Enterprise Risk Management (ERM) is a top-down approach to managing organization-wide risks, ensuring profitability, performance, and regulatory compliance.
The practice of ERM is crucial in banking as it can help banks and other financial institutions prevent, detect, assess, and mitigate risks due to operational disruption, financial volatility, non-compliance, regulatory violations, etc.
However, ERM implementation in the banking industry poses unique challenges, especially to the small-and-medium-sized institutions.
This blog discusses the top challenges in ERM implementation in banking and shares some effective strategies and best practices to address those.
Enterprise Risks Management (ERM) Implementation Challenges
Financial institutions may choose from various ERM frameworks and standards such as COBIT, COSO, ISO 27001, RIMS, SOC 1 Type 2, SOC 2 Type 2, CMMC, NIST, and FedRAMP, etc.
They may also consider customizing a framework based on their business goals, structure, technology, and available resources. However, implementing an enterprise risk management framework can be immensely complex.
Below are the top challenges often encountered by Chief Risk Officers (CROs), Operational Risk Managers (ORMs), and other stakeholders while implementing an ERM program.
1. Resistance to Change
ERM implementation requires changes in existing policies, processes, and procedures. However, the typical resistance to change can lead to pushback and potentially sabotage the project. The reluctance may occur due to employees’ experience with past organizations or apprehension of potential loss of jobs when the process involves automation or modern digital technologies.
2. Lack of Qualified Personnel
ERM implementation requires niche domain expertise and guidance from senior stakeholders such as the CRO. It also requires strong leadership with a commitment to adequate resources and time for an effective ERM process. The lack of qualified personnel with optimal expertise can hamper implementation and jeopardize the success of the ERM program.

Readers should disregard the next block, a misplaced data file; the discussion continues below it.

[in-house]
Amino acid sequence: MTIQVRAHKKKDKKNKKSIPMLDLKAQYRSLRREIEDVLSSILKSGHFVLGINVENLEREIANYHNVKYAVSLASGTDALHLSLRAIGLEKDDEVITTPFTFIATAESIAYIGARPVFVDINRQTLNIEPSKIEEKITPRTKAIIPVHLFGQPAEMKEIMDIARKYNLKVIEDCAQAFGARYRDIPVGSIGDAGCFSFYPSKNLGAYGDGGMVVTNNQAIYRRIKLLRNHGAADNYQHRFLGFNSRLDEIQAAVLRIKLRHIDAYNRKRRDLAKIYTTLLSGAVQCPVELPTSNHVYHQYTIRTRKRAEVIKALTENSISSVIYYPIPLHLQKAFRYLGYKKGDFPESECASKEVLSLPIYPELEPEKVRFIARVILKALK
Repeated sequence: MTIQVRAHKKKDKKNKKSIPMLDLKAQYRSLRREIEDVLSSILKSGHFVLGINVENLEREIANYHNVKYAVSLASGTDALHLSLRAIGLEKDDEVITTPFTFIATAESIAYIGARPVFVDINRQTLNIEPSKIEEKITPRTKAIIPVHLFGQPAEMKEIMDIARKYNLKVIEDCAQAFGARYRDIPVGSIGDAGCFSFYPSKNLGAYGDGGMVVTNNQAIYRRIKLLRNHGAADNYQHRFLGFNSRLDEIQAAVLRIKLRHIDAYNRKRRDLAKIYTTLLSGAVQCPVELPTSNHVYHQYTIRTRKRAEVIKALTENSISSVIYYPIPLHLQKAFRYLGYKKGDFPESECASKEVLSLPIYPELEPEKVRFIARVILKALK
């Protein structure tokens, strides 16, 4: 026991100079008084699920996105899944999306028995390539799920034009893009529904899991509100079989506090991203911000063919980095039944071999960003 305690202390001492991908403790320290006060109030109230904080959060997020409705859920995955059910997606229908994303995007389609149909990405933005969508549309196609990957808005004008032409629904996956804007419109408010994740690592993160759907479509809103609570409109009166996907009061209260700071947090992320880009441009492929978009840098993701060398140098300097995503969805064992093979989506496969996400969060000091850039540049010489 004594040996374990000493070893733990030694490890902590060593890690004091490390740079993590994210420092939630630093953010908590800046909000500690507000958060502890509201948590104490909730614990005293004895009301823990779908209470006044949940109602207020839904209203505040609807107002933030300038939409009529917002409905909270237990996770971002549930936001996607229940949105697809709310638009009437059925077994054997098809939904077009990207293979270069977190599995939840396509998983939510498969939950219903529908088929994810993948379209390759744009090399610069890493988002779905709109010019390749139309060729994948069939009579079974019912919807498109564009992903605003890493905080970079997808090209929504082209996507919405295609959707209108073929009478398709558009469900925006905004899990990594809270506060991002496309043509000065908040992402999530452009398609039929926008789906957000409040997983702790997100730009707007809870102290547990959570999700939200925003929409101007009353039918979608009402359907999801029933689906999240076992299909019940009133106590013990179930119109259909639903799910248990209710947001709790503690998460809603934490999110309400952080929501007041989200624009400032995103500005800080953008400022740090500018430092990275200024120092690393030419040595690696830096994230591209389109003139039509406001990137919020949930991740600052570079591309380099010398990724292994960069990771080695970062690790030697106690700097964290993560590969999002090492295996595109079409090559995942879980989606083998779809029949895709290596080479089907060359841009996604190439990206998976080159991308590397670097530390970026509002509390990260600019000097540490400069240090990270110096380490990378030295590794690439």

3. Lack of Perceived Benefits of ERM
One of the challenges in ERM implementation is the lack of perceived value of ERM, which causes other organizational initiatives to take precedence. As a result, management prioritizes other objectives and may not allocate sufficient resources to identify risks and implement ERM.
4. Lack of Management Support
Reporting the impact of ERM on strategic goals may present difficulties, particularly during the project’s initial phases. Reporting issues may hamper the trust-building process with stakeholders and curtail their support. This situation can derail ERM implementation due to inadequate resources and buy-in from other stakeholders.
5. Difficulties in Defining/Quantifying Risks
Establishing a formal risk management framework and common risk nomenclature are among the most difficult challenges in building or implementing a risk management program. Failure to constitute a consistent risk definition and procedures can jeopardize the program’s success and aggravate the organization’s risks.
6. Challenging Regulatory Environment
The ever-changing regulatory environment results in disparate regulatory norms across different jurisdictions, high scrutiny, and fear of compliance failures despite best efforts due to human error or unanticipated events. The obligation to comply with various laws and regulations in a volatile market and geopolitical landscape necessitates a highly diligent approach to adopting, customizing, and implementing ERM.
7. Cost Justification
Demonstrating an ERM framework’s value to justify costs in an ROI-driven environment could hamper decision-making. ERM risk-and-reward metrics are less prescriptive and thus remain voluntary for many organizations, resulting in a value proposition that lacks regulatory language and compliance encouragement.
8. Planning Horizon
The time or planning horizon for an enterprise risk management assessment depends on the organization’s willingness to invest in risk management. Companies often prefer short-term planning horizon, as it generally needs less training, is less expensive, and provides risk estimation than long-term ones. For successful ERM objectives, banks and financial institutions must choose a solution consistently.
9. Lack of Ownership
Another significant difficulty in developing and implementing an ERM framework is determining who should own the ERM, which is frequently debated and unclear at the board, director, audit committee, and management levels.
10. Risk Reporting